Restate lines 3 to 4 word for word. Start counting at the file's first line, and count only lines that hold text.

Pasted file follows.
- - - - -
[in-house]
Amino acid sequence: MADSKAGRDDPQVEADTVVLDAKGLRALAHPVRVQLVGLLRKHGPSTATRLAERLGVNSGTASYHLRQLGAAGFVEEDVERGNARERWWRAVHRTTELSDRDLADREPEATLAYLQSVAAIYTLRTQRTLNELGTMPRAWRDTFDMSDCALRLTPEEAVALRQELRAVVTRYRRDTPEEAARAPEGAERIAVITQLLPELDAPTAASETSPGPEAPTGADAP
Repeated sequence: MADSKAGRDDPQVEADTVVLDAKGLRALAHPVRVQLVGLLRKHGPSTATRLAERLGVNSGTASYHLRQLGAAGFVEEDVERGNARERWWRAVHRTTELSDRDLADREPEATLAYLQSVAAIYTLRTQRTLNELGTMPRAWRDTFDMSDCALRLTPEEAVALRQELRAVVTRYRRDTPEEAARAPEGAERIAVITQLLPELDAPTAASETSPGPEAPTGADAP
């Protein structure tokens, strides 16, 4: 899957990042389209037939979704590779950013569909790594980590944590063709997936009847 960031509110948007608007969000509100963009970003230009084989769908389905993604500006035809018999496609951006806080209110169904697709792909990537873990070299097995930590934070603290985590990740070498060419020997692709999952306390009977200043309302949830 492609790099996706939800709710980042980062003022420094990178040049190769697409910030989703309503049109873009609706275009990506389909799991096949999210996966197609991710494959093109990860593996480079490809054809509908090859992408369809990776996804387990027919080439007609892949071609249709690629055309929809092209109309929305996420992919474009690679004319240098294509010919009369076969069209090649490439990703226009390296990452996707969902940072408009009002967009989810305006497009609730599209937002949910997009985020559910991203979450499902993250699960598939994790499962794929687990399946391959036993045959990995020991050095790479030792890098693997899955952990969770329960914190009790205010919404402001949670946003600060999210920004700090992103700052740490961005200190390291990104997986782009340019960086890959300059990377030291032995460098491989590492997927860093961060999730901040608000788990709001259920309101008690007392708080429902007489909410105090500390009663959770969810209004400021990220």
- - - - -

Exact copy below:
Repeated sequence: MADSKAGRDDPQVEADTVVLDAKGLRALAHPVRVQLVGLLRKHGPSTATRLAERLGVNSGTASYHLRQLGAAGFVEEDVERGNARERWWRAVHRTTELSDRDLADREPEATLAYLQSVAAIYTLRTQRTLNELGTMPRAWRDTFDMSDCALRLTPEEAVALRQELRAVVTRYRRDTPEEAARAPEGAERIAVITQLLPELDAPTAASETSPGPEAPTGADAP
């Protein structure tokens, strides 16, 4: 899957990042389209037939979704590779950013569909790594980590944590063709997936009847 960031509110948007608007969000509100963009970003230009084989769908389905993604500006035809018999496609951006806080209110169904697709792909990537873990070299097995930590934070603290985590990740070498060419020997692709999952306390009977200043309302949830 492609790099996706939800709710980042980062003022420094990178040049190769697409910030989703309503049109873009609706275009990506389909799991096949999210996966197609991710494959093109990860593996480079490809054809509908090859992408369809990776996804387990027919080439007609892949071609249709690629055309929809092209109309929305996420992919474009690679004319240098294509010919009369076969069209090649490439990703226009390296990452996707969902940072408009009002967009989810305006497009609730599209937002949910997009985020559910991203979450499902993250699960598939994790499962794929687990399946391959036993045959990995020991050095790479030792890098693997899955952990969770329960914190009790205010919404402001949670946003600060999210920004700090992103700052740490961005200190390291990104997986782009340019960086890959300059990377030291032995460098491989590492997927860093961060999730901040608000788990709001259920309101008690007392708080429902007489909410105090500390009663959770969810209004400021990220």